Fitting the Pieces Together

My view on how I learn has changed. As an adult learner I focus on how new information is processed. The different learning theories and styles gave me a scientific answer to learning. Malcolm Knowles, “Andragogy” (1980)  made four assumptions about adults as learners: (1) Adults tend to be more self-directed as a result of their maturity, (2) Adults possess personal histories which defines their identities and serve as a resource of experiential learning upon which new learnings can be applied, (3) Motivation in adults is directed to more socially relevant learning, and (4) Adult learners have interest in immediate application for problem-solving.

I began to reflex on the different learning theories of constructivism, “Constructivism is a theory that equates learning with creating meaning from experience.” (Bednar et al., 1991) and the learning styles that were introduced to me during my studies over the past weeks. Looking for the one style that identities my specific learning style. Am I a visual learner, kinesthetic learner or an auditory learner? I believe to have experienced all three learning styles. I realized that this changes depending on the course materials that I have a deeper interest in at the time.

 

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My experience as an Andragogy learning who has experienced auditory, kinesthetic, and visual learning styles, as an online learning, know that technology plays an important and necessary role in my learning. Dr. George Siemens discuss connectivism learning theory that integrates technology. This information was presented in a class video where Siemens states, “Our knowledge literally is distributed across other networks of human beings, technological devices, and other ends.” (Laureate Education) The uses of technology to search for information is the fastest, but not necessarily the only way, to retrieve information for learning. Today there are a multitude of digital tools to assist the learner in this task. As for me, I prefer RSS feed readers, Youtube, and Google +, just to name a few. Because I interchange between a tablet and a desktop computer on a regular basis, I record and create information using Google Drive and other Google for education products. This web base product allows me to sync to all of my devices with an internet/wifi connection, (smartphone, tablet, work/home computer) at any given time.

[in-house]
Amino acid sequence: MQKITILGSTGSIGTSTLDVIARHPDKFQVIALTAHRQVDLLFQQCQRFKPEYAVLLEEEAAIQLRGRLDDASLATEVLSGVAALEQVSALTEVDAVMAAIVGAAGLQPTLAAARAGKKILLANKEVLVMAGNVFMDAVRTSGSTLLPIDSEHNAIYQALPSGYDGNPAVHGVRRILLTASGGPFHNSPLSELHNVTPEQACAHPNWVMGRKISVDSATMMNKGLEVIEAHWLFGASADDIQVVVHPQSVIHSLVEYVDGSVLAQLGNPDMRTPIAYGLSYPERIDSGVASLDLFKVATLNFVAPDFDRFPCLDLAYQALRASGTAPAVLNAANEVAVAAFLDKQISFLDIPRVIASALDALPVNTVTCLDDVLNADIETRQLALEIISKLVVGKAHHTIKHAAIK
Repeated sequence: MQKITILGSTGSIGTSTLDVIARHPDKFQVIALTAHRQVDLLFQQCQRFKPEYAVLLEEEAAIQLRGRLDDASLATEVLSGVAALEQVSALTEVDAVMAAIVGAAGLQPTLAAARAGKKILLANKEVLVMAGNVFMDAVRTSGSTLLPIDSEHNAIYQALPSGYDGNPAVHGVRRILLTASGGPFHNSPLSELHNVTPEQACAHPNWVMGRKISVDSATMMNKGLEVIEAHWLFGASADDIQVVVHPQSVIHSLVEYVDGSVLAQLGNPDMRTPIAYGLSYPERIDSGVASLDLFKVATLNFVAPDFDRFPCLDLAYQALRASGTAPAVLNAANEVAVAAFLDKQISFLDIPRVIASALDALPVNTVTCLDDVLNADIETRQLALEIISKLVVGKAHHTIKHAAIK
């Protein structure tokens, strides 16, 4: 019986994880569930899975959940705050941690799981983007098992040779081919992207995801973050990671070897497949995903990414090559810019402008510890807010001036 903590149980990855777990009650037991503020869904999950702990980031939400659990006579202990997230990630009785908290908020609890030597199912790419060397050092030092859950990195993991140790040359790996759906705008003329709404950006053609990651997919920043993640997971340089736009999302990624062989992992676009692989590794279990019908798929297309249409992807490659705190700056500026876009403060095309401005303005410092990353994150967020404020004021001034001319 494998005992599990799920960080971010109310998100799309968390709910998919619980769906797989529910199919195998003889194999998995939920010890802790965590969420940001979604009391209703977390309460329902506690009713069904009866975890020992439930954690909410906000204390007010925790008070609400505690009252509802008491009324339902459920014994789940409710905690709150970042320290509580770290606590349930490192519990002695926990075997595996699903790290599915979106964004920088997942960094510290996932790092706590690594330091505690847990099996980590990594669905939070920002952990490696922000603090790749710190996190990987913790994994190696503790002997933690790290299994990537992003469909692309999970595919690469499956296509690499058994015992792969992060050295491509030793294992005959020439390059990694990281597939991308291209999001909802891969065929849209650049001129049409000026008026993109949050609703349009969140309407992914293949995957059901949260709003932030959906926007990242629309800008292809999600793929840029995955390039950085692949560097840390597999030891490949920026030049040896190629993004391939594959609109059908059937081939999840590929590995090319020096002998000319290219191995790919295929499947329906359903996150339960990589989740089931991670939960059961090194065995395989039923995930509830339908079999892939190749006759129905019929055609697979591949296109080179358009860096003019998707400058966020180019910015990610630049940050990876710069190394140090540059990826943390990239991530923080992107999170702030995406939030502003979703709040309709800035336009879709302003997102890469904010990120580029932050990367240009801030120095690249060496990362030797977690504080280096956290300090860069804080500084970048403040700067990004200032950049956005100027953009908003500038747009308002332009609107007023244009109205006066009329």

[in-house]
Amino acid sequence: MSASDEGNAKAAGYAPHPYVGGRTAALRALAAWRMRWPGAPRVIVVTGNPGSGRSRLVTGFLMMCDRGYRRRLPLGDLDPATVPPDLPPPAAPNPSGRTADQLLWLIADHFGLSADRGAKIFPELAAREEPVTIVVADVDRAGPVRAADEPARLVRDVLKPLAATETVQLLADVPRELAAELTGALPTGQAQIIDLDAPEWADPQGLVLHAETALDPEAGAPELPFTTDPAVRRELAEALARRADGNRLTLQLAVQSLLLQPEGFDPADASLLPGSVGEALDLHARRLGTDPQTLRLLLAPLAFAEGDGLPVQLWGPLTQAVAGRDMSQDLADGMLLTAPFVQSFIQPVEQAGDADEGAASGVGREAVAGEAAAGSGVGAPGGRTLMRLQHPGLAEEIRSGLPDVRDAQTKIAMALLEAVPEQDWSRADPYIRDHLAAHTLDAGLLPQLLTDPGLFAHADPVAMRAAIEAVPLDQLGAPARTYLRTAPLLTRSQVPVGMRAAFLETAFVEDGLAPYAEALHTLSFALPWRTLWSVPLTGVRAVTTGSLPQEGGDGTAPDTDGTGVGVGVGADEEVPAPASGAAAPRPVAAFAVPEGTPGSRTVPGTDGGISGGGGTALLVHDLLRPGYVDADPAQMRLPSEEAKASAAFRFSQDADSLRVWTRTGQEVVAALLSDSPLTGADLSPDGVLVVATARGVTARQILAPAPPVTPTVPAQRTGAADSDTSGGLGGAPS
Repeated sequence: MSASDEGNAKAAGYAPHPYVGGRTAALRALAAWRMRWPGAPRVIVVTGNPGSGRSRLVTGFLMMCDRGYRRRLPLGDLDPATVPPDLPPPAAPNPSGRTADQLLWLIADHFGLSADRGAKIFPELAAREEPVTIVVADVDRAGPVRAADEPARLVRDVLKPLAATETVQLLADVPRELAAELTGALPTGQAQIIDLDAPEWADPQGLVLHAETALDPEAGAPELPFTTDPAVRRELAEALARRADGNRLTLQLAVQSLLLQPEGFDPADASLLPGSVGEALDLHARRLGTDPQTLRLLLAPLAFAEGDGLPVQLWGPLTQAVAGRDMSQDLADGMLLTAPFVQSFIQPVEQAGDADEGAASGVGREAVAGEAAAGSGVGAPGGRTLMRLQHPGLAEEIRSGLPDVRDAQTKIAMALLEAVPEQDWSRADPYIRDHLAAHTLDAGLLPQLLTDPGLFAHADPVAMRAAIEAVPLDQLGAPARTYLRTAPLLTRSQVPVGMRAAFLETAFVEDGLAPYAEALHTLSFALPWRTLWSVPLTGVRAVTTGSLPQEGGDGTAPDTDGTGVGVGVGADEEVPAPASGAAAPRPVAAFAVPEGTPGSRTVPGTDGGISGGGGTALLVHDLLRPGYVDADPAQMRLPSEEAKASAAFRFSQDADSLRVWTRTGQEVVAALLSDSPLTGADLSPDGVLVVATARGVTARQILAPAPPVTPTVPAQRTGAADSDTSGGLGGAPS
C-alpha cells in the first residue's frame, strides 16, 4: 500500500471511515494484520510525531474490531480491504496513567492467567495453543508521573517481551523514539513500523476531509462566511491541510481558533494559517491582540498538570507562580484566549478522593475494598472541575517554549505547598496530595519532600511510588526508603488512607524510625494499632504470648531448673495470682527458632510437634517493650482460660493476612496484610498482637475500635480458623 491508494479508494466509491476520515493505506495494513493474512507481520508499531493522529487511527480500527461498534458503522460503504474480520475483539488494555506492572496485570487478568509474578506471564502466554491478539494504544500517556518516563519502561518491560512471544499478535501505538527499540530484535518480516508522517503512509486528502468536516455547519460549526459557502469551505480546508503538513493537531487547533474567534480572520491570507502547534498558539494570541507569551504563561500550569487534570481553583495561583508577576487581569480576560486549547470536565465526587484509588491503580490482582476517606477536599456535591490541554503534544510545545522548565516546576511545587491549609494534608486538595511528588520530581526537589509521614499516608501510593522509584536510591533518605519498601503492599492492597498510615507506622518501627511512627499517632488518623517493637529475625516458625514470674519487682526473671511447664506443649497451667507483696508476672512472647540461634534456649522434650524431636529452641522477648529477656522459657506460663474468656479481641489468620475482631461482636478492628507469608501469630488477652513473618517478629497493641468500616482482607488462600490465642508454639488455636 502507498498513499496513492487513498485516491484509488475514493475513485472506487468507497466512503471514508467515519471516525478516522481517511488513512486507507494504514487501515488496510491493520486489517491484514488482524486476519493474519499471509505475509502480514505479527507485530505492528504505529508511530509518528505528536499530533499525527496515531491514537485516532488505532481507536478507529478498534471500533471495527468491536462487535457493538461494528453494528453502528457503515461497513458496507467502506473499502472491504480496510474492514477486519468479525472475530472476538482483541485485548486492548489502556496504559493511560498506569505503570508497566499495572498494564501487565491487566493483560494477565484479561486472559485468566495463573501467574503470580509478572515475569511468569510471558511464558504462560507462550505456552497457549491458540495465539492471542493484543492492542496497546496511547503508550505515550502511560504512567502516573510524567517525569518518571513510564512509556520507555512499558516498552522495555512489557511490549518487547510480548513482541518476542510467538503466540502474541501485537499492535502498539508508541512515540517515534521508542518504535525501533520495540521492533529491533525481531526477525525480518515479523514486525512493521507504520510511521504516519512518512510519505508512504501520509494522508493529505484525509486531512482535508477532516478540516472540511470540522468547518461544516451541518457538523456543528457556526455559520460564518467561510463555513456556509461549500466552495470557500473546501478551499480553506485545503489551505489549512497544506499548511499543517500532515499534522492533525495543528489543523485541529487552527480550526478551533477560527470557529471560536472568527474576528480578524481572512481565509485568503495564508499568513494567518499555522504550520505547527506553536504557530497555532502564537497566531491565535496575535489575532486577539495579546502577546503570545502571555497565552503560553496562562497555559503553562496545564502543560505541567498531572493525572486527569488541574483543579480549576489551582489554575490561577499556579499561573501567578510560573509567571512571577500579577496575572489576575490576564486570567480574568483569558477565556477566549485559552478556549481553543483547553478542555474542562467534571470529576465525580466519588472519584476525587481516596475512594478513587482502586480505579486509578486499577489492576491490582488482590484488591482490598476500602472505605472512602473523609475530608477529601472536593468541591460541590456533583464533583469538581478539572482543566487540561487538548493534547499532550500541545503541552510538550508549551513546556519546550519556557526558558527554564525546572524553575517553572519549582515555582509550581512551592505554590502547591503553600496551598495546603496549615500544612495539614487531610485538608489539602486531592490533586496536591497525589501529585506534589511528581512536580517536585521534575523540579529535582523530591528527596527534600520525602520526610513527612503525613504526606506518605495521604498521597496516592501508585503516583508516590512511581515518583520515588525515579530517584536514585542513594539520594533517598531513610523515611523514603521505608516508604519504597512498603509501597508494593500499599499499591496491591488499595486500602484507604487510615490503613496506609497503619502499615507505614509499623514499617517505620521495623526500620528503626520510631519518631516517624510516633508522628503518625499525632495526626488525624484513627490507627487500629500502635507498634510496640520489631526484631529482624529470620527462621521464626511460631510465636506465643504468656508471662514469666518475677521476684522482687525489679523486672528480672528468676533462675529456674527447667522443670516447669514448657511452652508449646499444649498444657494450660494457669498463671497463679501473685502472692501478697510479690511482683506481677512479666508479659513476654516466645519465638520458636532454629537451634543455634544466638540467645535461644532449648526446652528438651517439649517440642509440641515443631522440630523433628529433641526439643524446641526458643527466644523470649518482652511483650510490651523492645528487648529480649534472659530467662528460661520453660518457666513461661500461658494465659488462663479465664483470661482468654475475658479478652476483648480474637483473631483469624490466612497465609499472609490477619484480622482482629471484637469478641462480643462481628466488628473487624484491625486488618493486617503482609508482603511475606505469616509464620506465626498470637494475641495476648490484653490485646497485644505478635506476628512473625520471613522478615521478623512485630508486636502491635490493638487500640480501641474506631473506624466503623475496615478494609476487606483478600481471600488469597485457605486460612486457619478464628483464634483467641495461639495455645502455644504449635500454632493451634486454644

References:

Laureate Education (Producer). (n.d.). Connectivism [Video file]. Retrieved from https://class.waldenu.edu

http://www.lifecircles-inc.com/Learningtheories/knowls.html

Ertmer, P. A., & Newby, T. J. (1993). Behaviorism, cognitivism, constructivism: Comparing critical features from an instructional design perspective. Performance Improvement Quarterly, 6(4),50-71.

Behaviorism, Cognitivism, Constructivism: Comparing Critical Features from an Instructional Design Perspective. Performance Improvement Quarterly, 6(4), by P. A. Ertmer & T. J. Newby. Copyright 1993 by John Wiley & Sons, Inc. Journals. Reprinted by permission John Wiley & Sons, Inc. Journals via the Copyright Clearance Center.

Bednar, A.K., Cunningham, D., Duffy, T. M., & Perry, J. D. (1991). Theory into practice: How do we link? In G. J. Anglin (Ed.), Instructional technology: Past, present, and future. Englewood, CO: Libraries Unlimited.

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